Tips on improving indoor air quality
Stale air in our increasingly energy-efficient homes is a sanctuary for harmful chemical build up. Air inside the average city home is 3 to 70 times more polluted than outside air. Coughing, sneezing, depression, flu-like symptoms and other health problems that don’t have an indentifiable cause may be due to poor indoor air quality.
There are simple, natural ways you can significantly improve your home’s air quality.
- While air filters are one way to go, consider opening the windows as often as possible, at least for an hour or two every three or four days.
- Ventilate all areas where humidity is a problem, including crawlspaces and attics.
- Fans in bathrooms and kitchens should exhaust outside.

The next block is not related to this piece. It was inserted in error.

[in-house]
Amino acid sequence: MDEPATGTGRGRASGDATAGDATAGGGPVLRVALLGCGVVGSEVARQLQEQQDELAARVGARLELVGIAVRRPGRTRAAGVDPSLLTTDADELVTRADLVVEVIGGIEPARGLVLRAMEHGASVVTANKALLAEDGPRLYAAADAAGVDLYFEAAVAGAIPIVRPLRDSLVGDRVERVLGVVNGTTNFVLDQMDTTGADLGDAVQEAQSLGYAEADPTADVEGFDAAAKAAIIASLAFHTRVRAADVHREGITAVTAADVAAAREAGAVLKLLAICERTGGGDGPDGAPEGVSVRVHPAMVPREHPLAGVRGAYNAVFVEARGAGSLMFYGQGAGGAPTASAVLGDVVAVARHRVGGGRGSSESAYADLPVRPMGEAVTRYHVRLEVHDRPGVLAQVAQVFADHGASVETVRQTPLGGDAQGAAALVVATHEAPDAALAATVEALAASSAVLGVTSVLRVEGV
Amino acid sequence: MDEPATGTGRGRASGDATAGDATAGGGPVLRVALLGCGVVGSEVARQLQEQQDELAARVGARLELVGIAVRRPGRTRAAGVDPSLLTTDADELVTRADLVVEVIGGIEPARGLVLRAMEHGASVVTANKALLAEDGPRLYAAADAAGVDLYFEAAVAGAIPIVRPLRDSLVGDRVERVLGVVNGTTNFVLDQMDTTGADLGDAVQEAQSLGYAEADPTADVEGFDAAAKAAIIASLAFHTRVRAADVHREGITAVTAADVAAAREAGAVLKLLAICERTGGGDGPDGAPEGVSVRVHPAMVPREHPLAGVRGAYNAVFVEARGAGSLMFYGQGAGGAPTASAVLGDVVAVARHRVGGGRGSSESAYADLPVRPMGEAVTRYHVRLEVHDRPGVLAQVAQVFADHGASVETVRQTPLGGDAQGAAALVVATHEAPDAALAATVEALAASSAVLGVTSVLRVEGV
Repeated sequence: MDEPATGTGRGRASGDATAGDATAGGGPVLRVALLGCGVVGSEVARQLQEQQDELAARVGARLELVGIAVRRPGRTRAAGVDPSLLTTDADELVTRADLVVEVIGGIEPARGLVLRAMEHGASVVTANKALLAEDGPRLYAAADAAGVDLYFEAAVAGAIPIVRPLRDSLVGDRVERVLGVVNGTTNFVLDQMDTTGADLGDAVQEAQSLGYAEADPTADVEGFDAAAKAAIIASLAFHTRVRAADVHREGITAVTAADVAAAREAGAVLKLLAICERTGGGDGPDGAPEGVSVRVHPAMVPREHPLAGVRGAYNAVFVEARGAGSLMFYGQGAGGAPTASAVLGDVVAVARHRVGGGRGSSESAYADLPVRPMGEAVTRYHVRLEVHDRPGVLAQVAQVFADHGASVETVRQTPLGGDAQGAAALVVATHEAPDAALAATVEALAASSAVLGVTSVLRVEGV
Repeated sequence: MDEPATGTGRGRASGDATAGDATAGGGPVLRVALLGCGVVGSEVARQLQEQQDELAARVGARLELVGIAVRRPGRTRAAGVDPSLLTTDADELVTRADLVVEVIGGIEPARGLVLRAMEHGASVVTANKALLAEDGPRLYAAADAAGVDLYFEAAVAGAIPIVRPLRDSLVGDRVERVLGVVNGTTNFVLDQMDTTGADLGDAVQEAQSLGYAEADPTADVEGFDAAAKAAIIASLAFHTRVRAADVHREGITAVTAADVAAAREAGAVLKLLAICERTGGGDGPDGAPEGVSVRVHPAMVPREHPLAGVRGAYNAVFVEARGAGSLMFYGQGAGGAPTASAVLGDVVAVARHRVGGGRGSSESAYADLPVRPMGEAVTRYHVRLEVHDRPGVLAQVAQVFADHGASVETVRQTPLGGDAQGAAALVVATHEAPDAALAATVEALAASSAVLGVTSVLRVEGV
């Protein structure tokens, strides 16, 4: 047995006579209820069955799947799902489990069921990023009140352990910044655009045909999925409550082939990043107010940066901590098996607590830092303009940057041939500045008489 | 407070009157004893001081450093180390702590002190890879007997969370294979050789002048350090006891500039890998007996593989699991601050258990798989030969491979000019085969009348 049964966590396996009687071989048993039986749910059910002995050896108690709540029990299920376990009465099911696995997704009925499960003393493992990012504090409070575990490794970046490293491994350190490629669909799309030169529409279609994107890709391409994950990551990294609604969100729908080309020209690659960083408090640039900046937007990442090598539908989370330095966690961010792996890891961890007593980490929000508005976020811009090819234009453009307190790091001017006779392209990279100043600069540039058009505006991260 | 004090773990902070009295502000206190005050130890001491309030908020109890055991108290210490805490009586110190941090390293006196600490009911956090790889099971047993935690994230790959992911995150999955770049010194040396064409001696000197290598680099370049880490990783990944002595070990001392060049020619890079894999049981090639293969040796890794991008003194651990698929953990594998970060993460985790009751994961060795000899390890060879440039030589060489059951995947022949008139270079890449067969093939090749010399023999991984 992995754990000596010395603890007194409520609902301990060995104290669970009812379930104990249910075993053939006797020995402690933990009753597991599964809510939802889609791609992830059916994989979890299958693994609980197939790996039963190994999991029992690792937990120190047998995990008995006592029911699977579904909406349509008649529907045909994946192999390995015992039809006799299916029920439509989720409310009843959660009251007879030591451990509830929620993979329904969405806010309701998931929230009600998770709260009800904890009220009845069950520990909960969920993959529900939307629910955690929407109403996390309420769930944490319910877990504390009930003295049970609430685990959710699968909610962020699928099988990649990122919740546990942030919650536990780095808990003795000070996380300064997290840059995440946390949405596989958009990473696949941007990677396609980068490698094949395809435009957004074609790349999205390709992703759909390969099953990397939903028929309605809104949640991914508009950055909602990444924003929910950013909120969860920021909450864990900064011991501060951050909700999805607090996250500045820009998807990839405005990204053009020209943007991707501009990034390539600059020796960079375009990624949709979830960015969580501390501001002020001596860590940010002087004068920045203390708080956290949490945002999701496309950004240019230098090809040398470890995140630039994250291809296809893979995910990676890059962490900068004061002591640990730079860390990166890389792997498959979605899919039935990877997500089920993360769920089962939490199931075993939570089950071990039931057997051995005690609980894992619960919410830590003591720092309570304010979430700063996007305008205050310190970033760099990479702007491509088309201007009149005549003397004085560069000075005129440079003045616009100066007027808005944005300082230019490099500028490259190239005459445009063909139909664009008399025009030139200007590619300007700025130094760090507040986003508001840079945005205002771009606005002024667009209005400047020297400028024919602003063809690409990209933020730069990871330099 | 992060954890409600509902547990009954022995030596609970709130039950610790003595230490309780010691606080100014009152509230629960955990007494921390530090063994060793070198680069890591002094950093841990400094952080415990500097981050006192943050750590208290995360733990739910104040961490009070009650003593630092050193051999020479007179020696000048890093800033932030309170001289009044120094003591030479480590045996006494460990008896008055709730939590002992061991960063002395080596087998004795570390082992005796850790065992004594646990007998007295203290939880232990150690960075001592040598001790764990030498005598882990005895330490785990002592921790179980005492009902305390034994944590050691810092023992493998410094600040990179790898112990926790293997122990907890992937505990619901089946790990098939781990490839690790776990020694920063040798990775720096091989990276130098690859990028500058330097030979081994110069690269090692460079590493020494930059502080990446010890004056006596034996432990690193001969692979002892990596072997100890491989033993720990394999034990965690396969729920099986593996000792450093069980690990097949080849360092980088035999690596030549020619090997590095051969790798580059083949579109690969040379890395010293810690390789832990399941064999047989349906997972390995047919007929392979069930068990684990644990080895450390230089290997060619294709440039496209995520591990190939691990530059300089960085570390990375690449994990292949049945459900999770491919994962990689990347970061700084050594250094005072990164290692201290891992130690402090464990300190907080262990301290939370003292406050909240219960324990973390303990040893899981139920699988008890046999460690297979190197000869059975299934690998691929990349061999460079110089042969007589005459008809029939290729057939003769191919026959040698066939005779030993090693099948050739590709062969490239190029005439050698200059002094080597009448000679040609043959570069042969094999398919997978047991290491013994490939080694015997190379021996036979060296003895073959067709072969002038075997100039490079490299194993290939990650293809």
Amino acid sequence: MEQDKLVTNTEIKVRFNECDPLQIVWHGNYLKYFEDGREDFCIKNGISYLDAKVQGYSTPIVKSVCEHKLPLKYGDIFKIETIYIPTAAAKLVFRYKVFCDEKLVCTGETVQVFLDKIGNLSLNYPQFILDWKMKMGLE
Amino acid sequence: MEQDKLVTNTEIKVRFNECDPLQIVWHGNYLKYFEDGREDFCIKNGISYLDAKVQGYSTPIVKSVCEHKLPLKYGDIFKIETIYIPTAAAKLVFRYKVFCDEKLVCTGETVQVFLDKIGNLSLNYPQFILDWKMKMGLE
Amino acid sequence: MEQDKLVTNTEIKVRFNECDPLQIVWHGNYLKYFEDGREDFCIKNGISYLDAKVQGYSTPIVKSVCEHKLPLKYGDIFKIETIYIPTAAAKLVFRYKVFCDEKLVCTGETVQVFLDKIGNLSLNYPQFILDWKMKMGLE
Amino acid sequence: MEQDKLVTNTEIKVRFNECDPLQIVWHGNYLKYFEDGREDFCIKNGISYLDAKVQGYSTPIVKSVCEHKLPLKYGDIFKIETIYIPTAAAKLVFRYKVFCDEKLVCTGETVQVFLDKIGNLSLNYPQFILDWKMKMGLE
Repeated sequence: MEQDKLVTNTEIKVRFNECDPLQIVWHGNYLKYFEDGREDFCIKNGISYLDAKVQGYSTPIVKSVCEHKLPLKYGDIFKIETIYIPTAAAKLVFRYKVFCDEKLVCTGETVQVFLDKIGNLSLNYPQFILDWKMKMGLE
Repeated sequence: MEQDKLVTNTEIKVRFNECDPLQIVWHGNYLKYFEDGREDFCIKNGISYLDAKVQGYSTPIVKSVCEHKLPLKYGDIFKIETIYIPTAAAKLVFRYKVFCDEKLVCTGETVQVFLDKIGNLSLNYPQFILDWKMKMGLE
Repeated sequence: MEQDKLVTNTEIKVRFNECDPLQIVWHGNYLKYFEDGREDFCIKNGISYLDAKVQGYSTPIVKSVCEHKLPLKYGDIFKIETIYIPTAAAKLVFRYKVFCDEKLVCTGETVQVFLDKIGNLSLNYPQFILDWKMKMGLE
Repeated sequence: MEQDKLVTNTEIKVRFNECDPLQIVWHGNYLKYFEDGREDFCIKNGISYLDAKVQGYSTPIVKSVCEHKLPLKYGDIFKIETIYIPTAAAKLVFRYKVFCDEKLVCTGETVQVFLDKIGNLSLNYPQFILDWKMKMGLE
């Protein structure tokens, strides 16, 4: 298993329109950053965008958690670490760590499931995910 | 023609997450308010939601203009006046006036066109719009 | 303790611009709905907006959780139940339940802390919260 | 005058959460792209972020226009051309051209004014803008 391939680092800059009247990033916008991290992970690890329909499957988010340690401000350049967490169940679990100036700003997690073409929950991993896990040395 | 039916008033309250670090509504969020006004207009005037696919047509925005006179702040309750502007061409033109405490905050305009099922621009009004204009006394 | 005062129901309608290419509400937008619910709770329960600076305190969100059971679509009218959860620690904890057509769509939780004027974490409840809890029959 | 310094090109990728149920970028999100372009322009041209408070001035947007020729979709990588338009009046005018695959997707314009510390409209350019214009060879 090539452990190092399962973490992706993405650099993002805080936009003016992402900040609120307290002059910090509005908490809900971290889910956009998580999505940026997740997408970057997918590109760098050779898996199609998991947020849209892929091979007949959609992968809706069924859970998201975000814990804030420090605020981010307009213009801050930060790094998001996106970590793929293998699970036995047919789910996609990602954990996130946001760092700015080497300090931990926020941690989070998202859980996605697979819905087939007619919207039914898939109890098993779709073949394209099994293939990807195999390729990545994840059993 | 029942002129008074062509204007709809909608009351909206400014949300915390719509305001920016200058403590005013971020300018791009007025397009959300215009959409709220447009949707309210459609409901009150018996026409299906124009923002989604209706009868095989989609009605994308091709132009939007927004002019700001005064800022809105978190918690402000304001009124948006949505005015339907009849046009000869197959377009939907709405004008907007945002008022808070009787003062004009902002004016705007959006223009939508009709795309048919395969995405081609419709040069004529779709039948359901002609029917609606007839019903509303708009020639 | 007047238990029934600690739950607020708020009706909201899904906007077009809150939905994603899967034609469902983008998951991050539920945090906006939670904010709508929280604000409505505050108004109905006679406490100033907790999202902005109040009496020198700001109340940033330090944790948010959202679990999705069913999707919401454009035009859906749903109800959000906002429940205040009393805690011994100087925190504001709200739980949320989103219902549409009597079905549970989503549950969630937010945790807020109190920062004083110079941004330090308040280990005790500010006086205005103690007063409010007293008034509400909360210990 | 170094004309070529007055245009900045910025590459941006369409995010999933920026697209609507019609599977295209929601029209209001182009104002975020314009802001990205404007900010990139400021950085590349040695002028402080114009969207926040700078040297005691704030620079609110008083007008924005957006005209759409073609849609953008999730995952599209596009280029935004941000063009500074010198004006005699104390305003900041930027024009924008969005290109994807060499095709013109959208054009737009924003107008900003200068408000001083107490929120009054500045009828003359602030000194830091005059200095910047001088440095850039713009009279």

- Dust often using microfibre and water in a spray bottle.
- Use non-chemical cleaners.
- Chemical products can leak when not in use. Do not keep any partly full containers unless you absolutely need them. Find out if your community has safe disposal days for toxic products. If not, think about starting one.
- Store products containing chemicals in a safe, well-ventilated, hard-to-reach (for children) part of the home.
- Do not allow smoking inside the home.
- Clean evaporation trays in household appliances as often as possible.
- Reduce allergic reactions with allergen-proof pillows and mattress encasements. Wash all bedding in very hot water. Avoid room furnishings that accumulate dust.
- Ask people to take off their shoes when they come inside to avoid them tracking in dirt and microbes from outside.